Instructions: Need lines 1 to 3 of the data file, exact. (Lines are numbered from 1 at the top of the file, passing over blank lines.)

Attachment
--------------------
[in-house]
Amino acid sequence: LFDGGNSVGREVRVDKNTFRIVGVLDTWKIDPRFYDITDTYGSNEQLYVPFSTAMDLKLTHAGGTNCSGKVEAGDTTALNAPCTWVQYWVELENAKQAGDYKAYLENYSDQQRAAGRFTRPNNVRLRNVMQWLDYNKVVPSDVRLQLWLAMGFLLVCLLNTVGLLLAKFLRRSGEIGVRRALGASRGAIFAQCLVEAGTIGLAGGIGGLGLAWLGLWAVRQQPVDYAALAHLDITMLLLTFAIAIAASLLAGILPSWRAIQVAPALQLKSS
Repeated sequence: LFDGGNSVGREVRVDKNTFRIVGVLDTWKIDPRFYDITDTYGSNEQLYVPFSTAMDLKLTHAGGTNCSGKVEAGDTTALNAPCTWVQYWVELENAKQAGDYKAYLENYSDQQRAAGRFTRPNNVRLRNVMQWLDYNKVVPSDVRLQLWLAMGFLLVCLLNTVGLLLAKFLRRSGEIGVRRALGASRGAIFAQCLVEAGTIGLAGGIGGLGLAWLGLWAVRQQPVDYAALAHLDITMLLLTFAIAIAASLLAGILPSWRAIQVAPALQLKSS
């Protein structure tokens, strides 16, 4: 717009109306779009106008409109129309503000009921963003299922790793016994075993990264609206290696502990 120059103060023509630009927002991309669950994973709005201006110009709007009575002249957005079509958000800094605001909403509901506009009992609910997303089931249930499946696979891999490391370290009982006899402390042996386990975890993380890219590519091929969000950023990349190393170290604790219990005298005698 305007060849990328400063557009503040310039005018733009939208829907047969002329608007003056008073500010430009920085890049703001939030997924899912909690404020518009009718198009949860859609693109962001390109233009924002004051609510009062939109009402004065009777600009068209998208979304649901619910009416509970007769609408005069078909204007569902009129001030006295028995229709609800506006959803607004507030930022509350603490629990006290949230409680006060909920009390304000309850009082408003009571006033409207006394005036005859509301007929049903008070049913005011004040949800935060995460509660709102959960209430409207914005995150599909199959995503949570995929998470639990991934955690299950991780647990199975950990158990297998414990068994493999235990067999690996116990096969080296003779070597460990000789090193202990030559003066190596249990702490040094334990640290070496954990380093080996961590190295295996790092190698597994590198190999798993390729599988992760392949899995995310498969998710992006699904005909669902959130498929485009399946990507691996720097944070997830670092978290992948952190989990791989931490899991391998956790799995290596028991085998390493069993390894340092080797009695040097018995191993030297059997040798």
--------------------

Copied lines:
[in-house]
Amino acid sequence: LFDGGNSVGREVRVDKNTFRIVGVLDTWKIDPRFYDITDTYGSNEQLYVPFSTAMDLKLTHAGGTNCSGKVEAGDTTALNAPCTWVQYWVELENAKQAGDYKAYLENYSDQQRAAGRFTRPNNVRLRNVMQWLDYNKVVPSDVRLQLWLAMGFLLVCLLNTVGLLLAKFLRRSGEIGVRRALGASRGAIFAQCLVEAGTIGLAGGIGGLGLAWLGLWAVRQQPVDYAALAHLDITMLLLTFAIAIAASLLAGILPSWRAIQVAPALQLKSS
Repeated sequence: LFDGGNSVGREVRVDKNTFRIVGVLDTWKIDPRFYDITDTYGSNEQLYVPFSTAMDLKLTHAGGTNCSGKVEAGDTTALNAPCTWVQYWVELENAKQAGDYKAYLENYSDQQRAAGRFTRPNNVRLRNVMQWLDYNKVVPSDVRLQLWLAMGFLLVCLLNTVGLLLAKFLRRSGEIGVRRALGASRGAIFAQCLVEAGTIGLAGGIGGLGLAWLGLWAVRQQPVDYAALAHLDITMLLLTFAIAIAASLLAGILPSWRAIQVAPALQLKSS